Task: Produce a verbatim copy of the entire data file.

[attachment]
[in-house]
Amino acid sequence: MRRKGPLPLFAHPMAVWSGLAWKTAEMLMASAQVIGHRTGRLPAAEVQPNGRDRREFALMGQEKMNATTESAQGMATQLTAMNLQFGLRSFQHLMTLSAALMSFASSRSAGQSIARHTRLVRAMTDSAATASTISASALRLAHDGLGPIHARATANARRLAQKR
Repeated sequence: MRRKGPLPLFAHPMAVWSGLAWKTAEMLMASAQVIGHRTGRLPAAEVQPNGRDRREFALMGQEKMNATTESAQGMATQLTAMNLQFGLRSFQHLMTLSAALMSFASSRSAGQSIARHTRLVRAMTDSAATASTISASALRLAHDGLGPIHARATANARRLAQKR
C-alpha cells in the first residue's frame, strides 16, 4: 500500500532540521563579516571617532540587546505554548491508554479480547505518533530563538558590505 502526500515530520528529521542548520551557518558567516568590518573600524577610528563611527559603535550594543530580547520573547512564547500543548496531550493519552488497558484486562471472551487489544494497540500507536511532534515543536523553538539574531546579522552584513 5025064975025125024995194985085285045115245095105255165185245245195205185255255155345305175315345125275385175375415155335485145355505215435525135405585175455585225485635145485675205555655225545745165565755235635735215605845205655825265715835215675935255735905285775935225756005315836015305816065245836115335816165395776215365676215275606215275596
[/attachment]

[in-house]
Amino acid sequence: MRRKGPLPLFAHPMAVWSGLAWKTAEMLMASAQVIGHRTGRLPAAEVQPNGRDRREFALMGQEKMNATTESAQGMATQLTAMNLQFGLRSFQHLMTLSAALMSFASSRSAGQSIARHTRLVRAMTDSAATASTISASALRLAHDGLGPIHARATANARRLAQKR
Repeated sequence: MRRKGPLPLFAHPMAVWSGLAWKTAEMLMASAQVIGHRTGRLPAAEVQPNGRDRREFALMGQEKMNATTESAQGMATQLTAMNLQFGLRSFQHLMTLSAALMSFASSRSAGQSIARHTRLVRAMTDSAATASTISASALRLAHDGLGPIHARATANARRLAQKR
C-alpha cells in the first residue's frame, strides 16, 4: 500500500532540521563579516571617532540587546505554548491508554479480547505518533530563538558590505 502526500515530520528529521542548520551557518558567516568590518573600524577610528563611527559603535550594543530580547520573547512564547500543548496531550493519552488497558484486562471472551487489544494497540500507536511532534515543536523553538539574531546579522552584513 5025064975025125024995194985085285045115245095105255165185245245195205185255255155345305175315345125275385175375415155335485145355505215435525135405585175455585225485635145485675205555655225545745165565755235635735215605845205655825265715835215675935255735905285775935225756005315836015305816065245836115335816165395776215365676215275606215275596